What They Say:
The latest installment in Dark Horse’s Eerie Archives deluxe hardcover series is here! In addition to the timeless horror stories found in this terrifying time, this volume contains vintage ads, all original text pieces, the debut of the “Eerie’s Delights” feature, and reproductions of Sanjulian’s legendary painted covers. This is one series that just keeps getting better and better! As a special bonus treat, this volume also reprints two horror-themed, cutout game spreads (complete with rules) created by Bill DuBay and reprinted in color.
Writers: Bill DuBay, Nicola Cuti, Greg Potter, Doug Moench, Esteban Maroto, Steve Skeates, Jack Butterworth, Al Milgrom, Richard Margopoulos, John Jacobson
Artists: Luis Dominguez, Tom Sutton, Jaime Brocal, Martin Salvador, Paul Neary, Esteban Maroto, Sanjulian, Bill DuBay, Rich Buckler, Enrich, Munes, Ramon Torrents, Aldoma
Thanks to the Comics Code Authority, the great horror comics of the Forties and Fifties were dead and gone. The constraints of the Code made it impossible for great titles like Tales from the Crypt and Vault of Horror to tell their signature brand of lurid tales of terror. Magazines, however, did not have to conform to the Code, and Warren Publishing took advantage of this in 1964 and published two great horror magazines: Creepy and Eerie. With the greater freedom afforded them, these magazines could feature female nudity, grotesque images, and sensational violence. Needless to say, they were very successful.
Volume 10 changes the format with the introduction of regular and limited series. The tales of Dracula and Dax the Warrior become mainstays, and this volume in particular features recurring stories about a werewolf and a mummy. From what I gather from the introduction, this serial approach helped differentiate Eerie from the other horror magazines and the new glut of horror-inspired comics, such as Marvels’ Werewolf by Night and Tomb of Dracula.
For the most part the stories are very similar to the kind you’d see in Tales from the Crypt: tales of revenge and sadism that often have some sort of supernatural twist, such as the story “Dracula’s Son” which chronicles the King of Vampires falling in love with a beautiful deaf-mute woman who doesn’t realize his identity. The Count fights against his murderous thirst for as long as he can, but he eventually leaves her to keep her safe. The story ends with Dracula engaged in a deadly confrontation with his estranged son.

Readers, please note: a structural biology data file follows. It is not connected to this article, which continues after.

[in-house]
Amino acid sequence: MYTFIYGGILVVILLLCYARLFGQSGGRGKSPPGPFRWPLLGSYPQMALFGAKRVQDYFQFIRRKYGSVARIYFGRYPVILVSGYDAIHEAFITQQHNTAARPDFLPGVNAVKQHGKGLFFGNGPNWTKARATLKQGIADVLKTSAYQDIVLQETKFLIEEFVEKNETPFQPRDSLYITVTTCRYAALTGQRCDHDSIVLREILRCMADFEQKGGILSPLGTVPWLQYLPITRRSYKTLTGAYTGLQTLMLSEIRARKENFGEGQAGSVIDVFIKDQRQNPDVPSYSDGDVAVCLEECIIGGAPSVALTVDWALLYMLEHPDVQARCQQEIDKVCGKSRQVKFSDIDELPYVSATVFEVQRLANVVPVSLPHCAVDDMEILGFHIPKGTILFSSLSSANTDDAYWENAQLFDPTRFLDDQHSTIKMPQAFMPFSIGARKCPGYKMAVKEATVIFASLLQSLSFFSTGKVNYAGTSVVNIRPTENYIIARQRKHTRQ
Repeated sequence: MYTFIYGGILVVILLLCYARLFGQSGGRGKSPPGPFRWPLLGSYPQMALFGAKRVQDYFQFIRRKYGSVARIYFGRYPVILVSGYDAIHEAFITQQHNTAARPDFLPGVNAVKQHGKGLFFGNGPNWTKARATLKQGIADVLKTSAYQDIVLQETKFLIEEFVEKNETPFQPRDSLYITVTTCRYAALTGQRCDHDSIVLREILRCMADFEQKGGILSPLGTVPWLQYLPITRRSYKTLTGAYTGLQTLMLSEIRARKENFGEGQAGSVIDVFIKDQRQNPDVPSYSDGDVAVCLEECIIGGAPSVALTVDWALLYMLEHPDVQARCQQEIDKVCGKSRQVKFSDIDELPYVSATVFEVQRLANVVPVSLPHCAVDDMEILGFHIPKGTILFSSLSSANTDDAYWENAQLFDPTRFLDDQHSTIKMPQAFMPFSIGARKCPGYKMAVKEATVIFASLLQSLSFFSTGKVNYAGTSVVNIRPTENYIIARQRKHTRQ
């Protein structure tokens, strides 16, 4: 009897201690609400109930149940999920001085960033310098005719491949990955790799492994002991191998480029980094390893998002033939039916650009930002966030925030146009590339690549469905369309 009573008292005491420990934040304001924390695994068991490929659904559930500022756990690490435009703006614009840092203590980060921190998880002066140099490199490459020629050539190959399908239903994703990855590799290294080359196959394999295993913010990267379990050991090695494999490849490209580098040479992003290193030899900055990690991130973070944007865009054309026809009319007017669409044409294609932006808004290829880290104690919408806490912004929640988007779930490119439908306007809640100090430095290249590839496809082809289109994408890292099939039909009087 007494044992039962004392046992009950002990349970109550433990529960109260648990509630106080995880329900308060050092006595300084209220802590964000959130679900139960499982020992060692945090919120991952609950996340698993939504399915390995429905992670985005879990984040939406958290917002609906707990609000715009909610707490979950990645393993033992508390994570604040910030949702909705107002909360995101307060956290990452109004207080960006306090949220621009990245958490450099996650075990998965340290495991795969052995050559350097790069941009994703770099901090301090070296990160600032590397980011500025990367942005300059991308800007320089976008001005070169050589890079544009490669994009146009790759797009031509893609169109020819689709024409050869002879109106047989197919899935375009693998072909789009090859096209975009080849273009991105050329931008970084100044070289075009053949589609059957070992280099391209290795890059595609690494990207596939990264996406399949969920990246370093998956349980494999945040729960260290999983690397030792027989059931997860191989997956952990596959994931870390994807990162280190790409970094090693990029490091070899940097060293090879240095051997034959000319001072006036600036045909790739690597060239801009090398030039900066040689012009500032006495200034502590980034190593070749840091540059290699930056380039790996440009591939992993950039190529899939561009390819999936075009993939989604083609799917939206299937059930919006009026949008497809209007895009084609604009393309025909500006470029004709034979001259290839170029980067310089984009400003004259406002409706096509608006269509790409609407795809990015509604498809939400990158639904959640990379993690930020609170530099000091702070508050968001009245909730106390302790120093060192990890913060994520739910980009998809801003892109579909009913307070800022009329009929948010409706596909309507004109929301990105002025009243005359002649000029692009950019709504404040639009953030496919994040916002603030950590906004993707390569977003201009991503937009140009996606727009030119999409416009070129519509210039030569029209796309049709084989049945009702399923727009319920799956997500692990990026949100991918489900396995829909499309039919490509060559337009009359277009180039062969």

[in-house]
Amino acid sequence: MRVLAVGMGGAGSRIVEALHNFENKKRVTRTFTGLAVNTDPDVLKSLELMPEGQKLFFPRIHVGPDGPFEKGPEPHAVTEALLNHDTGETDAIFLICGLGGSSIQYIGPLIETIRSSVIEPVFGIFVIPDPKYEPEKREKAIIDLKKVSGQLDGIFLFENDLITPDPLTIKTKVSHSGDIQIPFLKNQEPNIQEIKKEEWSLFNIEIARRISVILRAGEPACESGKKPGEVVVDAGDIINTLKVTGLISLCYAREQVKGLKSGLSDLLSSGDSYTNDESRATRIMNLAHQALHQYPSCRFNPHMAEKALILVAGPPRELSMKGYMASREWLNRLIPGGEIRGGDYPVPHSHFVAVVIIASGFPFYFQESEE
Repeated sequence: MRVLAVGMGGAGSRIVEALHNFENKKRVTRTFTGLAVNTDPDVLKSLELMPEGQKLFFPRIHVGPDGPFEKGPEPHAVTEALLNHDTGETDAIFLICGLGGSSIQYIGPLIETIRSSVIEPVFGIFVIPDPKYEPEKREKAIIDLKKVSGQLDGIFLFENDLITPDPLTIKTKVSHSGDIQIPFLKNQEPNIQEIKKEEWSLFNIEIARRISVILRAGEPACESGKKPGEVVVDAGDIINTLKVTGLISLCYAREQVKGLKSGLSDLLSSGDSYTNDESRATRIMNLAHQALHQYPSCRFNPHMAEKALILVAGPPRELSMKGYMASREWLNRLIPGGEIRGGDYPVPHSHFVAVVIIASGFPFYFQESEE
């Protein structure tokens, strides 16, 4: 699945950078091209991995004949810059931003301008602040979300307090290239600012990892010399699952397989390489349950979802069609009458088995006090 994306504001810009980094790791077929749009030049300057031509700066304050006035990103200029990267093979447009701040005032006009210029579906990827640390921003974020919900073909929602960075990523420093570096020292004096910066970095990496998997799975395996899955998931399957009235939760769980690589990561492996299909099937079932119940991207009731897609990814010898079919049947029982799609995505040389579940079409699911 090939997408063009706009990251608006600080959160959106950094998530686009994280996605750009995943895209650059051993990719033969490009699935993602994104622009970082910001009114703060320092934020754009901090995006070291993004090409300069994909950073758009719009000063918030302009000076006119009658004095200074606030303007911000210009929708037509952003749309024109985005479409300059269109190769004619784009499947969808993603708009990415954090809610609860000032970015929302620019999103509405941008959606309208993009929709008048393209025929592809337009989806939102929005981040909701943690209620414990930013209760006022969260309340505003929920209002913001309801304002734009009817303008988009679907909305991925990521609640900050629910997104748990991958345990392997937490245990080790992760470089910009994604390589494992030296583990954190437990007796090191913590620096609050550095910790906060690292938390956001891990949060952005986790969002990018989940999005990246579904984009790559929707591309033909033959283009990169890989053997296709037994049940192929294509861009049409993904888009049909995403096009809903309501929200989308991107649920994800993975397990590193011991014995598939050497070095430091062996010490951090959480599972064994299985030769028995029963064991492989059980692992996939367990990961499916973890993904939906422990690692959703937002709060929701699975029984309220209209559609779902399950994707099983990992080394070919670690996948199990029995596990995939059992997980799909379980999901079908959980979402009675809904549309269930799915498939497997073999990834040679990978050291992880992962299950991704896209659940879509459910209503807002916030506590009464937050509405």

99% of the stories are traditional Gothic horror, but there are the occasional science fiction tales and the series Dax the Warrior is pure Fantasy in the tradition of Robert E. Howard’s Conan and Fritz Leiber’s Fafhrd and the Grey Mouser. Although it should be noted that the style of Fantasy that these stories fall under often relied on Gothic conventions.
The stories in this volume are all entertaining, but not always very well executed. They tend to stray into hackney Gothic clichés and are generally overwritten. To be fair, that was the style at the time, but it does date these stories and make them more amusing than terrifying. I will say, though, that this volume did contain one of the more interesting takes on the Lilith myth I have ever read and had a Swamp Thing-esque tale that was surprisingly sweet.
Where this collection really shines, though, is the art. There is some beautiful art in this magazine that is very reminiscent of the work of Bernie Wrightson, whom I consider to be one of the five best comic artists to have ever lived. The use of light and shadow to create atmosphere is excellent, the women are astoundingly beautiful, and the grotesque is stomach-churning. I could thumb through this collection just to look at the art.
While the stories tend to be a bit cliché and over-written, the art here is gorgeous, and that alone makes this worth checking out. Moreover, this is just fun to read, especially if you are a fan of Gothic or pulp horror.